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How to measure where to put tiebacks on a curtain

Updated February 21, 2017

Using curtain tiebacks allows you hold your curtains open to achieve a desired design effect or to permit light into a room. Typically, curtain tiebacks are made from the same fabric as your curtains or out of a rope tassel material. There are standard tieback measurements you should consider when hanging curtain tiebacks. Ultimately, however, the exact measurements you should use are somewhat subjective based on the overall look you are trying to achieve.

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  1. Measure the length of your curtains. The standard measurement for floor length curtains is 84 inches, and the standard measurement for short curtains is 55 inches.

  2. Determine the type of tiebacks you want to use. Fabric tiebacks are generally made from the same material as your curtains. This design allows them to blend in with your curtains. Rope tassel ties typically give your curtains a more elegant look.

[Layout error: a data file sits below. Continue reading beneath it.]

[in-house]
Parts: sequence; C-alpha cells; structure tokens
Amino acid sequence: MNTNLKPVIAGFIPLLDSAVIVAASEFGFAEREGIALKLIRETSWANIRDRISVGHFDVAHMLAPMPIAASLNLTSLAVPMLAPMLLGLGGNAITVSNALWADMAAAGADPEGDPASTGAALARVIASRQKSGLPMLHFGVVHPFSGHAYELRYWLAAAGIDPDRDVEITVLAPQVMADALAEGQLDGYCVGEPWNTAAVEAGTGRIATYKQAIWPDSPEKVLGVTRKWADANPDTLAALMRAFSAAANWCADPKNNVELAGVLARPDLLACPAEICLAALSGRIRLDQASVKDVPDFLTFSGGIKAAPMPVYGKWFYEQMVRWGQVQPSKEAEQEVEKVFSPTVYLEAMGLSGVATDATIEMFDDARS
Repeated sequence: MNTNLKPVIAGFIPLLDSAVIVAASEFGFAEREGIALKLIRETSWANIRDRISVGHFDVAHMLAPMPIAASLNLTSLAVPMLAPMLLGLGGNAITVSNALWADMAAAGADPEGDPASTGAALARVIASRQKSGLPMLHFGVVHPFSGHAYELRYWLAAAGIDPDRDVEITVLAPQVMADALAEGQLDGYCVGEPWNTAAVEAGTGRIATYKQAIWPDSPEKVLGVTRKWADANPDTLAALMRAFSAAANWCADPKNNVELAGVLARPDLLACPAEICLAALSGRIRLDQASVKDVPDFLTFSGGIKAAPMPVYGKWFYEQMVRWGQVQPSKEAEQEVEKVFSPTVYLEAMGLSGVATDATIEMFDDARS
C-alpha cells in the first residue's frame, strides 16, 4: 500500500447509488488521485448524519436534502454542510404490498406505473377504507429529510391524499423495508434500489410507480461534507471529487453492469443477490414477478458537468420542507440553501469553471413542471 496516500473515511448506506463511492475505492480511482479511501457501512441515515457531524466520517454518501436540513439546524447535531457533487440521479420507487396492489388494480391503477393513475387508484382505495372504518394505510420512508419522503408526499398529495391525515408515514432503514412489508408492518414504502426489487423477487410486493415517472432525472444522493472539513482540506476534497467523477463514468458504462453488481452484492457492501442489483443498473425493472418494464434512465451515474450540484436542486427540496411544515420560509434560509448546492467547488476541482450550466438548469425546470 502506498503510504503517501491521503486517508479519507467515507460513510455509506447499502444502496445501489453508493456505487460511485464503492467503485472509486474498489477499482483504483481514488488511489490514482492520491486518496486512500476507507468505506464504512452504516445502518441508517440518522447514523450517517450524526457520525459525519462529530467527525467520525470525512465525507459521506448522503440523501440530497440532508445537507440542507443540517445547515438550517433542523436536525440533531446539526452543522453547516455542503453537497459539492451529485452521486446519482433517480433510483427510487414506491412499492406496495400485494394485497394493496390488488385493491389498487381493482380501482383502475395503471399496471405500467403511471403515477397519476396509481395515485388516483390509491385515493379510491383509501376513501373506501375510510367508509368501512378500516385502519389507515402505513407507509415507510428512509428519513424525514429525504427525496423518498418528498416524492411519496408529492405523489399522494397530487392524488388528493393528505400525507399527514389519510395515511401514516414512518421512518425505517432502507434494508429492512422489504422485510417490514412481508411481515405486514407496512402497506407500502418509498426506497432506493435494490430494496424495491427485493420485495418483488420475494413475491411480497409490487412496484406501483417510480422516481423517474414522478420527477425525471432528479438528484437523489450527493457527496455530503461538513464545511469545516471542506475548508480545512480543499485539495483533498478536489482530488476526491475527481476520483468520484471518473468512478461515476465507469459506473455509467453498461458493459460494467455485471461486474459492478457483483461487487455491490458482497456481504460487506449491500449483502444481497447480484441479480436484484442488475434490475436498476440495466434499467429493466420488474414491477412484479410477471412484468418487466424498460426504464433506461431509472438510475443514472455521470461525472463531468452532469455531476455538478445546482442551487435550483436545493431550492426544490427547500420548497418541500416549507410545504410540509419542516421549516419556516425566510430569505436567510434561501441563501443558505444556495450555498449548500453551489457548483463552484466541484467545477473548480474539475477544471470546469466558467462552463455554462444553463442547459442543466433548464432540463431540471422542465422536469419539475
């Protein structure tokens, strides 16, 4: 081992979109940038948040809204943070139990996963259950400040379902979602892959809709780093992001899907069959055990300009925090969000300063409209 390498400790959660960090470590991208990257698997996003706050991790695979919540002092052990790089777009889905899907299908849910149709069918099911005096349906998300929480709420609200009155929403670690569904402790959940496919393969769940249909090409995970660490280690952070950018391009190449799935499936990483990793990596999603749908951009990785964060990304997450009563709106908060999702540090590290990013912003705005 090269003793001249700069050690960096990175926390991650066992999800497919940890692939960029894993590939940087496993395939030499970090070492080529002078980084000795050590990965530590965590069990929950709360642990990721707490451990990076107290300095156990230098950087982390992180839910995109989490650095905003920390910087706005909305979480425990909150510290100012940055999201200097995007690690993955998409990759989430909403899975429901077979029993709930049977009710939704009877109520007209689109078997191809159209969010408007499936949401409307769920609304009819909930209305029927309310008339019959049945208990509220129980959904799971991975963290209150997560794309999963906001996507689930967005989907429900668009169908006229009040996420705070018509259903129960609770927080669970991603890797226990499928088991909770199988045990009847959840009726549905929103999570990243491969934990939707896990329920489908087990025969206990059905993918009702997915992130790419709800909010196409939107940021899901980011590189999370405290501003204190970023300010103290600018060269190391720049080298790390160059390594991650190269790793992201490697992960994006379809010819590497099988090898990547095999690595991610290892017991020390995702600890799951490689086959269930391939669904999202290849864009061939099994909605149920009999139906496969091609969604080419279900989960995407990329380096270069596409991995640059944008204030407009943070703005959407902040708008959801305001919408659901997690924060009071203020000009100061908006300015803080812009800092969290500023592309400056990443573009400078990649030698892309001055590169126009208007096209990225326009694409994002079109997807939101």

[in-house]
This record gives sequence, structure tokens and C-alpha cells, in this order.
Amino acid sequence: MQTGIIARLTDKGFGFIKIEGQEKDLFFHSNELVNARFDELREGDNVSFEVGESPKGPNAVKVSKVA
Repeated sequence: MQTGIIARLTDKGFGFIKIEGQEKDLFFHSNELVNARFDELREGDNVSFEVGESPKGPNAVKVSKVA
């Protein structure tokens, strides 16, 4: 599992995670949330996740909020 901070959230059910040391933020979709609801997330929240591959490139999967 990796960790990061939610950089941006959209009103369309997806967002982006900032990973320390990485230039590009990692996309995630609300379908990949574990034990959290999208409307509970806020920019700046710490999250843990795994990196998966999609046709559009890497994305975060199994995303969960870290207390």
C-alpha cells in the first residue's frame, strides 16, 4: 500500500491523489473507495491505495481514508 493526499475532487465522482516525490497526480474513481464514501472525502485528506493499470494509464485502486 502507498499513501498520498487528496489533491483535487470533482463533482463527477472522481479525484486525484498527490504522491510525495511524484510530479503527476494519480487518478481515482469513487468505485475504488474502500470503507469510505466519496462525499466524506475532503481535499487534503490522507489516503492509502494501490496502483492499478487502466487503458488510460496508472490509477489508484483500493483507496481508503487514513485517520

3. Measure from the floor up. For fabric tiebacks, measure 39 inches up for floor length curtains and measure 45 inches up for short curtains. For rope tassel ties, measure up 45 inches from the floor.

  4. Use the pencil to place a mark at the appropriate measurement based on the type of tieback and the curtain length. Place one mark on each side of the window at the same height.

  5. Line up the pencil mark vertically with the last outer ring of your curtain rod. Use the tape measure to make sure the pencil mark lines up with the last outer ring.

  6. Use the masking tape to temporarily hold back the curtains at the marked level. Stand back from the window and make sure that you have achieved the desired look with your curtain tieback. Adjust the vertical height of the tieback as needed. The measurement that gives you the desired look is somewhat subjective, and you can deviate from the suggested measurement as needed to achieve the look you want.

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Things You'll Need

  • Tape measure
  • Pencil
  • Masking tape

About the Author

Since 1992 Matt McGew has provided content for on and offline businesses and publications. Previous work has appeared in the "Los Angeles Times," Travelocity and "GQ Magazine." McGew specializes in search engine optimization and has a Master of Arts in journalism from New York University.

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